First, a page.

I have been a nurse for 20 years and a nurse practitioner for the past six years. I have seen a great deal of confusion from family, friends and even my patients on exactly what is a nurse practitioner. It does not help that as a profession we use several different acronyms that can cause confusion. So hopefully this blog can give you some insight. Also, in honor of nurse practitioner week which is November 8 th to the 14 th , I couldn’t think of a more pertinent initial blog post.
Ok let’s start off with the acronyms. The following abbreviations are common examples of what Nurse Practitioners maybe referred too NP (nurse practitioner), CNP (certified nurse practitioner), APRN (advanced practice registered nurse). All NPs are APRNs, but not all APRNs are NPs (confused, I will explain). An APRN can be a nurse practitioner, nurse midwife, nurse anesthetist, or clinical nurse specialists. All APRNs have earned a masters, post-master degree or a doctorate (PhD or DNP) to practice within their appropriate specialty.
Regarding NPs we practice in all 50 states, in various specialties (primary care, cardiology, dermatology, etc.). NPs can diagnose and manage acute and chronic illness with a focus on health promotion and disease prevention (AANP, 2013). We assess, diagnose and treat our patients, order and interpret laboratory test, prescribe non pharmacologic and pharmacologic treatments, teach and counsel our patients, refer to the appropriate specialist, etc.
For over 45 years NPs have provided patient centered care to a broad range of patients. Research continues to support that nurse practitioners provide high quality health care to our patients. In the state of Florida, legislation was signed this year by Governor Ron DeSantis, allowing NPs to practice independently as primary care clinicians, after completing an application with the Florida Board of Nursing.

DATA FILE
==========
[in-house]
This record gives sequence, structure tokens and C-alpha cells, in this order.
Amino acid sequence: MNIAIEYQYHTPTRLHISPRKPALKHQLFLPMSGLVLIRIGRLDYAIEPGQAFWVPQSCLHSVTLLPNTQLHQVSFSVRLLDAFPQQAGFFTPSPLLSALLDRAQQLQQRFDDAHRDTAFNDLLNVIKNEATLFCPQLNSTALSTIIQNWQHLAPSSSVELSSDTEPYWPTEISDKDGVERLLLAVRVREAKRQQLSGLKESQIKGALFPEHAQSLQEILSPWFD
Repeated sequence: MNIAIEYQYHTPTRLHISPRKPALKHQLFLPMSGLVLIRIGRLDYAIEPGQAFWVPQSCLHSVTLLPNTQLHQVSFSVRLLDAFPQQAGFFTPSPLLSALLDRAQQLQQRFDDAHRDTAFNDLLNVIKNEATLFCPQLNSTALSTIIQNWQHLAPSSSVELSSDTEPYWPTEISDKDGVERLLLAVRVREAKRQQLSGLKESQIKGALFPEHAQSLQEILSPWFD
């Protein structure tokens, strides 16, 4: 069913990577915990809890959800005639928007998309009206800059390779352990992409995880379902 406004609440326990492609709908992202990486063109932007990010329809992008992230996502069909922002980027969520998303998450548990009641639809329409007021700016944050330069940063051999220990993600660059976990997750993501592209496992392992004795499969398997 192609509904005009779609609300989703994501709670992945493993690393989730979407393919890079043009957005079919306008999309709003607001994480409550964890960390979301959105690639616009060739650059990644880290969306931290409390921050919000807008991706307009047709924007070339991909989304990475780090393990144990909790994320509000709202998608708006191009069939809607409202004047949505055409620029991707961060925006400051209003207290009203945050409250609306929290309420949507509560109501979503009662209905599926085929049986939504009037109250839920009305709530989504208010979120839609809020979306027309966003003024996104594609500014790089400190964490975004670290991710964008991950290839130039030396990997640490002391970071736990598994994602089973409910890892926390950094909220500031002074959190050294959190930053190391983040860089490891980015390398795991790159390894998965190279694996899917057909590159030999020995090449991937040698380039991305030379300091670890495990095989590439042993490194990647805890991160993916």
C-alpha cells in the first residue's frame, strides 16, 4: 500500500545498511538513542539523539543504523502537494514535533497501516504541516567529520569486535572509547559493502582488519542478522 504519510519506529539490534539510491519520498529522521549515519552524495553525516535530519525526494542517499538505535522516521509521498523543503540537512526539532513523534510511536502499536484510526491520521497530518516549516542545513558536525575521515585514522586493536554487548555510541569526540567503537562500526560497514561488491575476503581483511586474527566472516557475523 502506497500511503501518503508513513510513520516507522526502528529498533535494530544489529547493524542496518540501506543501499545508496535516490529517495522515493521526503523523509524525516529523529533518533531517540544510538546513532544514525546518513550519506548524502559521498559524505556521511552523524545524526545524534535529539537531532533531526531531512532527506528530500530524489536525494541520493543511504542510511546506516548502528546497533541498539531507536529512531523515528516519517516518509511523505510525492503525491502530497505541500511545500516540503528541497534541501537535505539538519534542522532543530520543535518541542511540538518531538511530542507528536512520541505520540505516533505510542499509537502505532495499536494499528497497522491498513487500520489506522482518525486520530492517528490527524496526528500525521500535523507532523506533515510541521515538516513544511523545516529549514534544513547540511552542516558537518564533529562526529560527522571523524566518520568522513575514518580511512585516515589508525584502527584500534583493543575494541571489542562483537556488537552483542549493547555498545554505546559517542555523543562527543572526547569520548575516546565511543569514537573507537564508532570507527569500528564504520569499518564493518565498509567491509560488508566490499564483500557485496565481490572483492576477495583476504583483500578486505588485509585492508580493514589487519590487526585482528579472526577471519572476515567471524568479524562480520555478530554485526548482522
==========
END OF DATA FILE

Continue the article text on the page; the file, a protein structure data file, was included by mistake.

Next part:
I love being a nurse and I am very thankful to practice as a NP. I enjoy forming relationships with my patients and providing them with the best care they need to live a healthy life. It is not always an easy road within the nursing profession, but I feel nursing is a calling and the role of the nurse practitioner is no different. So, as I embark on this new journey with Compassion Primary Care, I look forward to serving my patients and the Tampa Bay community.
Other common abbreviations:
- PhD – NPs and all nurses can obtain a Doctor of Philosophy, and be called doctor
- DNP – NPs and all nurses can obtain a Doctor of Nursing Practice, and be called doctor
- FNP – Family nurse practitioner – provides care to patients of all ages
- AGPCNP – Adult gerontology primary care nurse practitioner provides care to patients 13 years of age and older in the primary care setting
- PMHNP – Psychiatric mental health nurse practitioner provides specialty care to individuals with mental health disorders.
American Association of Nurse Practitioners (AANP) (2013). Scope of practice for nurse practitioners. Retrieved November 2017 from www.aanp.org